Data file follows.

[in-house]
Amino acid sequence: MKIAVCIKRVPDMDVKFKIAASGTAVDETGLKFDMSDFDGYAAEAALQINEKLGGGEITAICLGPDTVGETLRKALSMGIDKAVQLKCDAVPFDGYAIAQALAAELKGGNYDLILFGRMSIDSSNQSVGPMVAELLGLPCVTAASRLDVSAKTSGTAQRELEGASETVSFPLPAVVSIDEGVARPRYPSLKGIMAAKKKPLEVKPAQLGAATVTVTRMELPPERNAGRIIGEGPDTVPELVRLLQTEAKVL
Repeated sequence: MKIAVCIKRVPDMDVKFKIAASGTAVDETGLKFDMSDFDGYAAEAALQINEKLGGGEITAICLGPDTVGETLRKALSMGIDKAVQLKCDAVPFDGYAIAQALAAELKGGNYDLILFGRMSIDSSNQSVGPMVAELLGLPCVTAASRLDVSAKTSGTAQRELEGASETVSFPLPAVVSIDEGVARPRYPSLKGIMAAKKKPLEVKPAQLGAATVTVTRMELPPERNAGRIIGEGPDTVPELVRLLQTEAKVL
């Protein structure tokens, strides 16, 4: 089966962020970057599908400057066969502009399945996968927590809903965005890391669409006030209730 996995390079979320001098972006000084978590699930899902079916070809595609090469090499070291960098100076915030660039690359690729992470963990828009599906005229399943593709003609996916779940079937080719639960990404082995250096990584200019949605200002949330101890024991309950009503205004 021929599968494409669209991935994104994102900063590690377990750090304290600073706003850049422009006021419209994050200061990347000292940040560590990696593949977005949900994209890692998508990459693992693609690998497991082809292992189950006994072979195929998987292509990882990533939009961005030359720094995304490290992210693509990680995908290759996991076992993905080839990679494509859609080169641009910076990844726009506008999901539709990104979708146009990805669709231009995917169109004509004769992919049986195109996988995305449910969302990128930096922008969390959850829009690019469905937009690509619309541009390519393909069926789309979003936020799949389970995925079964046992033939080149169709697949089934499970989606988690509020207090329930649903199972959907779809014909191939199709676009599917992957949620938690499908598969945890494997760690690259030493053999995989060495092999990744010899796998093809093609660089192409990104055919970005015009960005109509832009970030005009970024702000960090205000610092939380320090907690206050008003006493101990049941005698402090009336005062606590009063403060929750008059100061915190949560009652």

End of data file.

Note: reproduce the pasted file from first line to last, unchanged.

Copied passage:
[in-house]
Amino acid sequence: MKIAVCIKRVPDMDVKFKIAASGTAVDETGLKFDMSDFDGYAAEAALQINEKLGGGEITAICLGPDTVGETLRKALSMGIDKAVQLKCDAVPFDGYAIAQALAAELKGGNYDLILFGRMSIDSSNQSVGPMVAELLGLPCVTAASRLDVSAKTSGTAQRELEGASETVSFPLPAVVSIDEGVARPRYPSLKGIMAAKKKPLEVKPAQLGAATVTVTRMELPPERNAGRIIGEGPDTVPELVRLLQTEAKVL
Repeated sequence: MKIAVCIKRVPDMDVKFKIAASGTAVDETGLKFDMSDFDGYAAEAALQINEKLGGGEITAICLGPDTVGETLRKALSMGIDKAVQLKCDAVPFDGYAIAQALAAELKGGNYDLILFGRMSIDSSNQSVGPMVAELLGLPCVTAASRLDVSAKTSGTAQRELEGASETVSFPLPAVVSIDEGVARPRYPSLKGIMAAKKKPLEVKPAQLGAATVTVTRMELPPERNAGRIIGEGPDTVPELVRLLQTEAKVL
């Protein structure tokens, strides 16, 4: 089966962020970057599908400057066969502009399945996968927590809903965005890391669409006030209730 996995390079979320001098972006000084978590699930899902079916070809595609090469090499070291960098100076915030660039690359690729992470963990828009599906005229399943593709003609996916779940079937080719639960990404082995250096990584200019949605200002949330101890024991309950009503205004 021929599968494409669209991935994104994102900063590690377990750090304290600073706003850049422009006021419209994050200061990347000292940040560590990696593949977005949900994209890692998508990459693992693609690998497991082809292992189950006994072979195929998987292509990882990533939009961005030359720094995304490290992210693509990680995908290759996991076992993905080839990679494509859609080169641009910076990844726009506008999901539709990104979708146009990805669709231009995917169109004509004769992919049986195109996988995305449910969302990128930096922008969390959850829009690019469905937009690509619309541009390519393909069926789309979003936020799949389970995925079964046992033939080149169709697949089934499970989606988690509020207090329930649903199972959907779809014909191939199709676009599917992957949620938690499908598969945890494997760690690259030493053999995989060495092999990744010899796998093809093609660089192409990104055919970005015009960005109509832009970030005009970024702000960090205000610092939380320090907690206050008003006493101990049941005698402090009336005062606590009063403060929750008059100061915190949560009652």